The Social Security Administration provides a short online calculator that will help you figure out how much your benefits would be reduced if you start claiming Social Security early.

    If you paid into Social Security but received less than half of your husband’s retirement benefits, your spousal benefit would be equal to the difference between your benefit and half of your husband’s benefit.

  • How to access Social Security forms?

    Any forms that you may need to access, such as a Social Security card application, a child disability report, or a voluntary withholding request, are available on SSA.gov.

    All of the forms are completely free.

    You can call at 1-800-772-1213 or contact your local Social Security office if you can’t find the form you need or if you need assistance completing one.

    You should send or deliver a paper form to your local Social Security office or the office that requested it if you downloaded, printed, and completed one.

  • Monthly estimated SS benefit amounts

    According to Marca, the before and after estimates of monthly Social Security benefits are as follows:

    • Aged couple, both receiving benefits – $2,599.00 $2,753.00
    • Aged widow(er) alone – $1,467.00 $1,553.00
    • Disabled workers – $1,282.00 $1,358.00
    • Retired workers – $1,565.00 $1,657.00
    • Disabled worker, spouse, and one or more children – $2,250.00 $2,383.00
    • Widowed mother and two children – $3,009.00 $3,187.0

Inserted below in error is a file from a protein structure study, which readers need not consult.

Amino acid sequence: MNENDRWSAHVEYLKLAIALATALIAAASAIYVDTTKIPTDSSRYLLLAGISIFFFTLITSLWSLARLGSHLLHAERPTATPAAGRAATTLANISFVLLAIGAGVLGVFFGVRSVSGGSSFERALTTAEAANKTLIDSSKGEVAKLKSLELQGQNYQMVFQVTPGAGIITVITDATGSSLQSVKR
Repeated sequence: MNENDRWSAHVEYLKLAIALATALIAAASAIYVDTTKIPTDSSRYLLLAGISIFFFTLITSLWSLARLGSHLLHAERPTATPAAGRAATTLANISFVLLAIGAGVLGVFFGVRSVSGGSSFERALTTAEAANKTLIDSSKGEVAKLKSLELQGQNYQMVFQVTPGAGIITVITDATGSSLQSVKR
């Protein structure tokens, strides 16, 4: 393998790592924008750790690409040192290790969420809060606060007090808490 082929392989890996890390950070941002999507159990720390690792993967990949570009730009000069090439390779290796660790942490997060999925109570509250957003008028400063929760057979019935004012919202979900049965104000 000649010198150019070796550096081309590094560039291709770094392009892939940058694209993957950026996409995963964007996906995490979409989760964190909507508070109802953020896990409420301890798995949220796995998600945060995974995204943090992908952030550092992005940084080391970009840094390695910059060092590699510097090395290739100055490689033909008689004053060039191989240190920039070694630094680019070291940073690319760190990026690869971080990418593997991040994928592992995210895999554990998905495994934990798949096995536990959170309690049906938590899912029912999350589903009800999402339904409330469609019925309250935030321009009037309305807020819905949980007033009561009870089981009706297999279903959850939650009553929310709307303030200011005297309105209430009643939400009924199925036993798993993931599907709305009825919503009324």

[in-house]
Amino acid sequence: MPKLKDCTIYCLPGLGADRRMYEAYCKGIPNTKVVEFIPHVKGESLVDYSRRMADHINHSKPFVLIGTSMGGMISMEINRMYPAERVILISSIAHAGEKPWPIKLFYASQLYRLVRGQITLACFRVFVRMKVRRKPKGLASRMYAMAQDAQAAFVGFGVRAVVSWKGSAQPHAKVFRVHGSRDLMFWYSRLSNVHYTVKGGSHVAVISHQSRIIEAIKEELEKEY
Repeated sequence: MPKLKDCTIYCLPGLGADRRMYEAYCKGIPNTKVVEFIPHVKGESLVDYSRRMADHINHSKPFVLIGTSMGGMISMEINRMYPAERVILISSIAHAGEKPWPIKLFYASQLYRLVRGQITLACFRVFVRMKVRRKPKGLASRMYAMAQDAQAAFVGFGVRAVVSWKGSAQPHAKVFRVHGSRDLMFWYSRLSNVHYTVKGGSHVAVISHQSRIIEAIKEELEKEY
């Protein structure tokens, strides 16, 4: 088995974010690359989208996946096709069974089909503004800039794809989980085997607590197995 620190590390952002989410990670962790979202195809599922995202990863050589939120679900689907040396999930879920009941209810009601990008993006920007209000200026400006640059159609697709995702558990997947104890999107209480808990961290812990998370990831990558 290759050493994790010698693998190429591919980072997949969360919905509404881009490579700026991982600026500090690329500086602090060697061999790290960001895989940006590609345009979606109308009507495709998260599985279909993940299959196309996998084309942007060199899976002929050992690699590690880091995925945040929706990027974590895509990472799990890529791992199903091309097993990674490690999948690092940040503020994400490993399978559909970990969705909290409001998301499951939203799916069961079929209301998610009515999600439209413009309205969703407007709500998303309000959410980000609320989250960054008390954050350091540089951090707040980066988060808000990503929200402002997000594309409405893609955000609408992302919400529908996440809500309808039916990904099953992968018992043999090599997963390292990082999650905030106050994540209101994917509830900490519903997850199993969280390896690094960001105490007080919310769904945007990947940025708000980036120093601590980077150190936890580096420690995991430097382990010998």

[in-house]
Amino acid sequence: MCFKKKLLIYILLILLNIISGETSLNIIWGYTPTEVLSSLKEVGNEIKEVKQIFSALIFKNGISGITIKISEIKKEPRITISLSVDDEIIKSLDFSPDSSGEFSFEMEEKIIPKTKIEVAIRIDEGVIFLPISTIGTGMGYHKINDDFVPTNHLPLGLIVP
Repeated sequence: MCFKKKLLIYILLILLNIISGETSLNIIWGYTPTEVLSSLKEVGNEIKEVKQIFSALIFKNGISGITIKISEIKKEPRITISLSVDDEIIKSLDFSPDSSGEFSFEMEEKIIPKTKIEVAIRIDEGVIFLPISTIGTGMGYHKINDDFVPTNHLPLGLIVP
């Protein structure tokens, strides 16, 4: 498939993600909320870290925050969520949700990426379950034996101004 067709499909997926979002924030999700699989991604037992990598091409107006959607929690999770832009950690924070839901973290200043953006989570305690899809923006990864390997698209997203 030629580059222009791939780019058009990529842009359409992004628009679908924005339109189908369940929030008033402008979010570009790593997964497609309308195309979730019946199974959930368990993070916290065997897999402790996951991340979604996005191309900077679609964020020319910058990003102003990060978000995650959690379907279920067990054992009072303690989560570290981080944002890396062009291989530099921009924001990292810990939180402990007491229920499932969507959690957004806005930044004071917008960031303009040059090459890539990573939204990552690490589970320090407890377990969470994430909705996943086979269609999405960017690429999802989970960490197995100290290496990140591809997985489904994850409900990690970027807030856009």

• Boosting your SS benefits, continued

    For each month from your full retirement age until age 70 that you postpone filing for benefits, the Social Security Administration increases your eventual benefit by about two-thirds of one percent – a total of eight percent for each year you wait.

    That means retirees who reach full retirement age at 67 but delay claiming until 70 will get an extra 24 percent of their monthly benefit.

    If the average benefit is $1,500, your check could now be reduced to $1,050 if you retire at 62.

    If you wait until 70, that check will be around $1,888, assuming average benefit and eight percent year-over-year accrual beginning at full retirement age.

  • How to boost your SS benefits

    The best way to boost your SS benefits is by holding off on filing until you reach the full retirement age of 70.

    Depending on your benefit amount and at which age you decide to begin distributions, you could almost double the benefits you receive each month.

    Delaying your retirement credits is a financial reward when collecting SS benefits.

  • When your disability worsens, part three

    “There really isn’t a maximum disabled worker benefit amount that corresponds to the maximum retired worker benefit amounts we post on our website,” the SSA previously told The Sun.